Back in 1953, CBS premiered “Topper,” a funny fantasy sitcom based on the 1937 film of the same name about a stuffy banker (Leo G Caroll), who inherited the former estate of a young couple (RobertSterling and Anne Jeffreys). The two had died in an avalanche along with the St. Bernard who wanted to save them. But no sooner does Carroll’s topper move into the property with his wife than he discovers that the couple and the dog are haunting the home, and he happens to be the only one who can see and interact with the ghosts. The series, which ran for two seasons (a young Stephen Sondheim wrote some screenplays), was nominated for a 1954 Emmy for Best Comedy Series. And “Topper” has lived on ever since in syndication, DVD and now streaming services.
And nearly seven decades later, CBS returned to the paranormal last fall with another spirited fantasy comedy, Ghosts, which was a hit with audiences and critics alike for the Tiffany Network. Based on the popular British comedy series of the same name, Ghosts revolves around a young couple, Samantha (Rose McIver) and Jay (Utkarsh Ambudkar) who decide to open a B&B in the sprawling old country house she inherited from a distant relative. Not only is the house falling apart, it is inhabited by several ghosts who have died on the site. Samantha is able to see and interact with the spirits after having near-death experiences in a bad fall. However, Jay cannot.
Recently, the “Joes” (creators and executive producers Joe Port and Joe Wiseman-Mciver), Ambudkar and three of the spirited actors — Richie Moriarty (Peter), Danielle Pinock (Albert) and Brandon Scott Jones (Isaac) – reunited for a lively Variety Zoom talk. Although the 18-episode freshman season recently ended, the Joes are busy planning the second year of Ghosts. “We have an embarrassment of wealth on the show,” Wiseman said. “We have 10 absolutely amazing actors giving us 10 places to go. So we’re just excited to continue what we’ve been doing and continue to explore the spirits’ backstory while telling contemporary stories of how they were held together for eternity, changed and influenced them. And having Sam and Jay come into their lives and Sam being able to communicate with them has transformed them and allowed them to grow.”
Doing the show is a ridiculous affair for the cast. “It’s definitely a job where we all have a lot of laughs on set,” McIver said. “We’re having a really good time. It’s such an ensemble. We really all bounce off and rely on each other. That gets stronger as the season progresses.”
“Ghosts” has reminded critics of such classic ensemble comedies as “Cheers.” But Ambudkar quipped that the series is more like The West Wing. “A comparison often made,” added McIver. “Yes. The dead west wing. That’s what they call us. Rose is our Martin Sheen.”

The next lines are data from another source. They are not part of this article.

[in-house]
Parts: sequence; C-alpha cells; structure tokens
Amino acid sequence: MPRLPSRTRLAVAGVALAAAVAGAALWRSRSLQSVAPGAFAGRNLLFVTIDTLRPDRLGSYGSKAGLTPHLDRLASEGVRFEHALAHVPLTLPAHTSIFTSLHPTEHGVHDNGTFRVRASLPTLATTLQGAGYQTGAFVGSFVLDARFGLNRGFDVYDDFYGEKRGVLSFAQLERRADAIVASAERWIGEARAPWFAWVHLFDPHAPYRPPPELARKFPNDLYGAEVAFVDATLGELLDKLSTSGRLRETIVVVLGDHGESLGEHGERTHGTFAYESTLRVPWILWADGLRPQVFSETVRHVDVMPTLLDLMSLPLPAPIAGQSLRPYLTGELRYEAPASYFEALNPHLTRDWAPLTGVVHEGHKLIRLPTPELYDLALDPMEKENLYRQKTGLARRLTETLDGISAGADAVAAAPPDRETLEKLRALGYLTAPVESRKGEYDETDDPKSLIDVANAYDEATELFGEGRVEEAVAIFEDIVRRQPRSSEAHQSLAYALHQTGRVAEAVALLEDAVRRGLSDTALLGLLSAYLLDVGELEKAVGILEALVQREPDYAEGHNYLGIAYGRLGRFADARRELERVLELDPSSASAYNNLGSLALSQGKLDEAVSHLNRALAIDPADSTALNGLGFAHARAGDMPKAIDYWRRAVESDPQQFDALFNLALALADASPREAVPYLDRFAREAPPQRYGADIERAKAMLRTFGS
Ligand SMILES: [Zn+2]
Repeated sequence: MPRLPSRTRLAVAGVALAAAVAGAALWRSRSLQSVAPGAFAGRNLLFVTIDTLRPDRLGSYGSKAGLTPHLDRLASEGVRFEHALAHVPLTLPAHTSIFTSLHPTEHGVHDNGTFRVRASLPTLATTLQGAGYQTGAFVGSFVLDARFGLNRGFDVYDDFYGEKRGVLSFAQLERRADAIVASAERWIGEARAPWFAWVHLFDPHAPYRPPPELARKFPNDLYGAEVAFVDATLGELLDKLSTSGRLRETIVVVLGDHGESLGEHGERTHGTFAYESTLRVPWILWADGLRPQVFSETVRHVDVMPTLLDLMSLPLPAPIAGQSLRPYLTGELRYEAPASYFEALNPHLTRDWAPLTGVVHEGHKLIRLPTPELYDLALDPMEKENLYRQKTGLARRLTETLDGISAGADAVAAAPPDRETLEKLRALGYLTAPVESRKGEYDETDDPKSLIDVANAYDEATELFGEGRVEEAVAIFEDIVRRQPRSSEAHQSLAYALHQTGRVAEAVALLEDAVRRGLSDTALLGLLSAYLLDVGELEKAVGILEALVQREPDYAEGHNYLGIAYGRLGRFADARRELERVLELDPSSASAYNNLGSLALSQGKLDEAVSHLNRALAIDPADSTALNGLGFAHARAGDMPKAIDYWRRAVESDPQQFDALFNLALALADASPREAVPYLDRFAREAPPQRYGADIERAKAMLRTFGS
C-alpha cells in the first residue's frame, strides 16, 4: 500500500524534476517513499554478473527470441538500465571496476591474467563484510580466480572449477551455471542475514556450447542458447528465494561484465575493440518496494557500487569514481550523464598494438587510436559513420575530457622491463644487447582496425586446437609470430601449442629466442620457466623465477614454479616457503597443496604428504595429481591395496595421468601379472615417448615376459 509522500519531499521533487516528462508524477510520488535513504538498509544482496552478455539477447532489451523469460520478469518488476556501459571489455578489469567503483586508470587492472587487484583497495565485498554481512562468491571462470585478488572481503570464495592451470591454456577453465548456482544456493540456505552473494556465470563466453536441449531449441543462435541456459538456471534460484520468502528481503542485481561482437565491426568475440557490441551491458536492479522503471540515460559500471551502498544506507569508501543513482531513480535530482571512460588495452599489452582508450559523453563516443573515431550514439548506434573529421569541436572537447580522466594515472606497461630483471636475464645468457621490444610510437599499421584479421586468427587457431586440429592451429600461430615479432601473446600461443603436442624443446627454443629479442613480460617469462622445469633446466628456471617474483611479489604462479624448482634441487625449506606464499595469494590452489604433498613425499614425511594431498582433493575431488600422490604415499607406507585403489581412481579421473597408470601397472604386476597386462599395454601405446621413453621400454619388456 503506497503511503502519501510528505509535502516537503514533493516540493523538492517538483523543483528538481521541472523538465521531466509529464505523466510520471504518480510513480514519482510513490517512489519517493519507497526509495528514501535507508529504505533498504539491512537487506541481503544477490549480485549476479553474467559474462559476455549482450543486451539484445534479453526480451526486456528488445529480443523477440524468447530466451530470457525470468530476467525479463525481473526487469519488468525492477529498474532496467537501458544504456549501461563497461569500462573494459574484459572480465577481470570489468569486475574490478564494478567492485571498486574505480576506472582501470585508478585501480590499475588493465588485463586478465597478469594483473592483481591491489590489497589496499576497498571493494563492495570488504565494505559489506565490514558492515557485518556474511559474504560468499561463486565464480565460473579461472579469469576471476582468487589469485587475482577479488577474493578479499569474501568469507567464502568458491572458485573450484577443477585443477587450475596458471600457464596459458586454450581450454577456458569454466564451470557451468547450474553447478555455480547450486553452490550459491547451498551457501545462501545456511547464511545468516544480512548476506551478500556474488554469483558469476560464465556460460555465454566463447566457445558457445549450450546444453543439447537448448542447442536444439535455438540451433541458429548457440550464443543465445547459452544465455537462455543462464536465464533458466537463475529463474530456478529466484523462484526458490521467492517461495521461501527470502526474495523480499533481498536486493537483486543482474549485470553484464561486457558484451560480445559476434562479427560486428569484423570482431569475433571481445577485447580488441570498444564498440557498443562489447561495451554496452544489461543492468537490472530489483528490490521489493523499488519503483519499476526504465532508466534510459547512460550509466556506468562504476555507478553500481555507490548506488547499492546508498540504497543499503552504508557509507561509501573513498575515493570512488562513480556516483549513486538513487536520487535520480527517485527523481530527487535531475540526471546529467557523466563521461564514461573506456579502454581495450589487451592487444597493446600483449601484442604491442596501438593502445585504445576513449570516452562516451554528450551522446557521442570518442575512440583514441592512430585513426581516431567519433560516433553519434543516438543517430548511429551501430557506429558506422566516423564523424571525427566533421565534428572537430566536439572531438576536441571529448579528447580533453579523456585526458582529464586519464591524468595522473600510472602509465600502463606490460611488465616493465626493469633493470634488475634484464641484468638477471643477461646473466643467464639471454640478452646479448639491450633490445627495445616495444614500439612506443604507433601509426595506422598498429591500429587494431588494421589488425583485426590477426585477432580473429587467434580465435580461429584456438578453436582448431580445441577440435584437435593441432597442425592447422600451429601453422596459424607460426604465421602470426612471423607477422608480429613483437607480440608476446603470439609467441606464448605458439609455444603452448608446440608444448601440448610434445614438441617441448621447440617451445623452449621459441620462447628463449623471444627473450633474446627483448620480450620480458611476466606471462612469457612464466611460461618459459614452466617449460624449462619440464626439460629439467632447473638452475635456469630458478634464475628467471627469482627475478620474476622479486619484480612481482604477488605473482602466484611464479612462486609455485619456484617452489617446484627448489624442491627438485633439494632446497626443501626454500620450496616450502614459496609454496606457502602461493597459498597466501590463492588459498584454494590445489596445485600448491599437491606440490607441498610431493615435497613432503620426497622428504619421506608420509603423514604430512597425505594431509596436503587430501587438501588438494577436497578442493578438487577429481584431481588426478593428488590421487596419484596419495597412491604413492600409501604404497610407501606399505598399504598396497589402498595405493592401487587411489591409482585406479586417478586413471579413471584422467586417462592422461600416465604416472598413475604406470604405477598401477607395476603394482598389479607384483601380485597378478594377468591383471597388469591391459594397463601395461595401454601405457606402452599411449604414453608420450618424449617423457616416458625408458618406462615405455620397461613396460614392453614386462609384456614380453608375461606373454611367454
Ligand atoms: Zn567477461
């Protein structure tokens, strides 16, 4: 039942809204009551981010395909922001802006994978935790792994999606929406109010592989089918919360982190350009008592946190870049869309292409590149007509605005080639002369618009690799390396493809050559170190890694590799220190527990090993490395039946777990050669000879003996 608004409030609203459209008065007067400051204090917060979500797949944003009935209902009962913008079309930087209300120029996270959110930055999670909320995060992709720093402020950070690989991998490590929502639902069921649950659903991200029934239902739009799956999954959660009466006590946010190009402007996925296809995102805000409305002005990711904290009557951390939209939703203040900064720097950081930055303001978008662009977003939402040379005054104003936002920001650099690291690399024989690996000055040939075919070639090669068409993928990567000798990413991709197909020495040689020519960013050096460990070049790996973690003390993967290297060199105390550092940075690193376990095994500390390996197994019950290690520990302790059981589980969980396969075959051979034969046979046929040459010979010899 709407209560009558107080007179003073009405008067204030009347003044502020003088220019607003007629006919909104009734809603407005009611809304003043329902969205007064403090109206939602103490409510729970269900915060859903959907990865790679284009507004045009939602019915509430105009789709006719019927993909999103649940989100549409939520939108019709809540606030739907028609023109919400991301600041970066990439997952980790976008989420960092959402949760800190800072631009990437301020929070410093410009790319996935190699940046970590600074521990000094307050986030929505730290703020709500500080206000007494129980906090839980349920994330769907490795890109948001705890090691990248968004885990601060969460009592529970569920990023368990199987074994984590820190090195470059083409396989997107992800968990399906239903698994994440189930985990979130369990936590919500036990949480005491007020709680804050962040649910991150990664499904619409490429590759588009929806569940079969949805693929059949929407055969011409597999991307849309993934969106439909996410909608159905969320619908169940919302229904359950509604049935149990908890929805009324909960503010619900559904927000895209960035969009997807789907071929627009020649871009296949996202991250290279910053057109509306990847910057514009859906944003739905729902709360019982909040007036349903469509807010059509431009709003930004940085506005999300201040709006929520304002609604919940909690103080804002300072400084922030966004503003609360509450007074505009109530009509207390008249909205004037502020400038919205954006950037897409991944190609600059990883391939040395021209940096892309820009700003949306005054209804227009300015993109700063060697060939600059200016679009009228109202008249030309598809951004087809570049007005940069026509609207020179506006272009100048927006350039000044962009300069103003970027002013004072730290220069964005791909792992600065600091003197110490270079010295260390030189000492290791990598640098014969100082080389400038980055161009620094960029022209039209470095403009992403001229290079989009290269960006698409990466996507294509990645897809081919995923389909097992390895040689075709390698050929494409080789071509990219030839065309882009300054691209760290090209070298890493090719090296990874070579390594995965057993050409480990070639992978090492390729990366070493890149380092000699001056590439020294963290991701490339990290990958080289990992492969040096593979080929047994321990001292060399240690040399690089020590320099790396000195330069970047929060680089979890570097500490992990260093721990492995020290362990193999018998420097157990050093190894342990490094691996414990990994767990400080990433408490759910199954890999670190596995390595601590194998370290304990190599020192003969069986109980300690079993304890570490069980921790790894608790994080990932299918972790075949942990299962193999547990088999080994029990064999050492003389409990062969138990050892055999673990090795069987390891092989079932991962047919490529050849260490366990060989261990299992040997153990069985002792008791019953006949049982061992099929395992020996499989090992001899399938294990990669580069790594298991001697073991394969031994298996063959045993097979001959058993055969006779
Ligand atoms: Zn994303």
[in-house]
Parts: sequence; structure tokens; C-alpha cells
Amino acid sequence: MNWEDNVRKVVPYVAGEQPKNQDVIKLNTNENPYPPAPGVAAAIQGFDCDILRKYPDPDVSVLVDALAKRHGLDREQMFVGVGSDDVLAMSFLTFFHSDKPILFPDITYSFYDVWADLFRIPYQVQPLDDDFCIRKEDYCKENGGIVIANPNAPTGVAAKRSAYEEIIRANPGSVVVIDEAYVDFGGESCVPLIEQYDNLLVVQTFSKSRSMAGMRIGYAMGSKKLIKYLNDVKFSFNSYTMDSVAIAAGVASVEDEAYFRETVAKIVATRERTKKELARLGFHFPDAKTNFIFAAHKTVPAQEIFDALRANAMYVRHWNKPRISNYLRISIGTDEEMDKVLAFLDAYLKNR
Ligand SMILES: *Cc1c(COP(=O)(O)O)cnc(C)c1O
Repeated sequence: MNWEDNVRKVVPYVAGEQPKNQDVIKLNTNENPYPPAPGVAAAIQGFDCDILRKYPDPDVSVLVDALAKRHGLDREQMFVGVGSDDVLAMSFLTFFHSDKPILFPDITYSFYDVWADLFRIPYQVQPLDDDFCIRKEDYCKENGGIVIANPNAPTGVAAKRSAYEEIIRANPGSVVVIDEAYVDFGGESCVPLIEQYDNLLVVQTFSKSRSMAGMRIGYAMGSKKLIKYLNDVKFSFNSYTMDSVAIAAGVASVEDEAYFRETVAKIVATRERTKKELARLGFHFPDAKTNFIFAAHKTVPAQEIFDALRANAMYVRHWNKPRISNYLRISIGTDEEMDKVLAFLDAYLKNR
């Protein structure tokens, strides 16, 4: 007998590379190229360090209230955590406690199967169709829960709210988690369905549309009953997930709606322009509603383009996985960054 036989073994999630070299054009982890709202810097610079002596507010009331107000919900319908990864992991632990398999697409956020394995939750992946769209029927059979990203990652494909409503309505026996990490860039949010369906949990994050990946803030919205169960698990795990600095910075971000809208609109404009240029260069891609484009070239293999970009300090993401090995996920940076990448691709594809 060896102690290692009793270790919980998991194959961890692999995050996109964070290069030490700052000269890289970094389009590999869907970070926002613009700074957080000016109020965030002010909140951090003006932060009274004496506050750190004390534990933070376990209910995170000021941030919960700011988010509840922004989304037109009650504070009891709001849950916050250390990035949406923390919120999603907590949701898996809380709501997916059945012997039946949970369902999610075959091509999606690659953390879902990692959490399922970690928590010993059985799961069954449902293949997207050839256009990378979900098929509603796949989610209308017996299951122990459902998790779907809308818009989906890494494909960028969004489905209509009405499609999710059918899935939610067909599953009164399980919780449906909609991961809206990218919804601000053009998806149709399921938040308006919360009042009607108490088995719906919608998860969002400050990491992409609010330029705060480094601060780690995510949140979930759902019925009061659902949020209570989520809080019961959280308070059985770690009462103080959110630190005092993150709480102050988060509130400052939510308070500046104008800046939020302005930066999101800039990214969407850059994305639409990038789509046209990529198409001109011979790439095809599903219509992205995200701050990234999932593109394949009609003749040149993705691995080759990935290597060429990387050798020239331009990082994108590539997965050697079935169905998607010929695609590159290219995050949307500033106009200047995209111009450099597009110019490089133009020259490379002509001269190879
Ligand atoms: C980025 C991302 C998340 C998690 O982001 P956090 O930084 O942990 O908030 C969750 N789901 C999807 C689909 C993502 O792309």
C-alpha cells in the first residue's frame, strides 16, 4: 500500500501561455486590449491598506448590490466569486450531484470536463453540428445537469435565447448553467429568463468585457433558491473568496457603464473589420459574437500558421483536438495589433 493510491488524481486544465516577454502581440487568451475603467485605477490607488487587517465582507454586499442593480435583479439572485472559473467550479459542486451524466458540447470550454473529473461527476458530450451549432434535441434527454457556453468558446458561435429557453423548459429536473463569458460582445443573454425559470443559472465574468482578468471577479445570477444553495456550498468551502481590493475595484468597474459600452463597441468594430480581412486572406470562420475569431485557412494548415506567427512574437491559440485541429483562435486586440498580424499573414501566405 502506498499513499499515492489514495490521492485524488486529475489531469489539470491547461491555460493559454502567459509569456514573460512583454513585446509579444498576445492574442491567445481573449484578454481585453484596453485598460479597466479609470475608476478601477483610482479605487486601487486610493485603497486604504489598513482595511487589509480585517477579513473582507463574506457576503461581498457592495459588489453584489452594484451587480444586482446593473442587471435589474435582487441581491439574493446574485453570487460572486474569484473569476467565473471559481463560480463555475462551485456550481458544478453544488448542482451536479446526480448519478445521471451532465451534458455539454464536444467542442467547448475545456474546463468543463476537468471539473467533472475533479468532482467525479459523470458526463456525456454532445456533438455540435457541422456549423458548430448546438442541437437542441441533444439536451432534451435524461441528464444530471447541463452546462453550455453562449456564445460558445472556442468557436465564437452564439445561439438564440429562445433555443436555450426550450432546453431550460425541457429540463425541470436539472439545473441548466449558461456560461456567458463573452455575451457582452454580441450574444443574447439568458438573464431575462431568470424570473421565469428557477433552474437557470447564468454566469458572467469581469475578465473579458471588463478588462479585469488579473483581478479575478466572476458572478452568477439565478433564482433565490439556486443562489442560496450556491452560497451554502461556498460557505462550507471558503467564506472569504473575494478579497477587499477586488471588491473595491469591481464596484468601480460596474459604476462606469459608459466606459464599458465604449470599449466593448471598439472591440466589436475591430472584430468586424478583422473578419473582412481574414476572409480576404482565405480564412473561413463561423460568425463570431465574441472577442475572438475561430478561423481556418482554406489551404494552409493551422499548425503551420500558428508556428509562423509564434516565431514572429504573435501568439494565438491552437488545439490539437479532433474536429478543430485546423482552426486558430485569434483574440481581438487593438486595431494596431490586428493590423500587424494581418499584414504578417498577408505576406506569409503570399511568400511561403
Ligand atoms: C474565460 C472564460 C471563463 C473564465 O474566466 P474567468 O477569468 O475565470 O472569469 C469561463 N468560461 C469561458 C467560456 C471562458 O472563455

Moriartys Pete was a Boy Scout leader who died in 1985 after one of his Boy Scouts accidentally shot him through the neck with an arrow. And the arrow wreaked havoc on the rest of the cast. “Everyone gets hit by the arrowhead all the time,” Moriarty explained. “Well, I mean, every other day I’m like ‘Whoa,'” McIver quipped.
“Fortunately, we were spared any major injuries during the first season,” Moriarty noted. “I hope the same for season two. It was a delicate matter because we all depend on each other. There are so many shots where someone is right over my shoulder, whispering in my ear, or I’m over Rose’s shoulder the whole time. I had to be very aware of what my expanse really is. “About mid-season with a very close eye contact with Roman Zaragoza,” Moriarty said of the actor who plays Sasappis, a cynical Native American. “I have his eyelid. At first it was a metallic tip, not sharp but metallic. They replaced the arrowhead with a styrofoam point, so it’s less deadly now.”
Pinnock revealed it was a lifetime honor to play Alberta, the larger-than-life prohibition singer — she’s a cross between Ma Rainey and Bessie Smith. “As an actor, I feel like I can stretch my wings with her. She really is a bad ass. i just love her I think there are moments of emotion with her. She is a black woman in the house. The 1920s were rough. They were fun and fabulous but full of racism.”
“Danielle makes a good point,” Wiseman said. “We want to make people laugh, but also make them think. The show is about an unlikely group of people who would never have known each other in real life. Right now we’re at an uneven time in American history… And you know, they literally stuck harder, but it’s hard to hate people and not understand them when you’re forced to know them. I think that’s a big part of what the show is about – people getting to know each other. That is a message that we are happy to pursue.”
Jones’ snooty Captain Isaac Higgintoot was an American Revolutionary War officer who died of dysentery. He was insanely jealous of Alexander Hamilton and horrified to learn his life was being made into a blockbuster musical. Isaac was also a closeted gay man during his lifetime and he discovers his identity over the course of the season. “It’s a story that I think is often reserved for young people on television,” Jones said. “I think someone who’s older goes through that … It’s just a 250-year coming-out story.”
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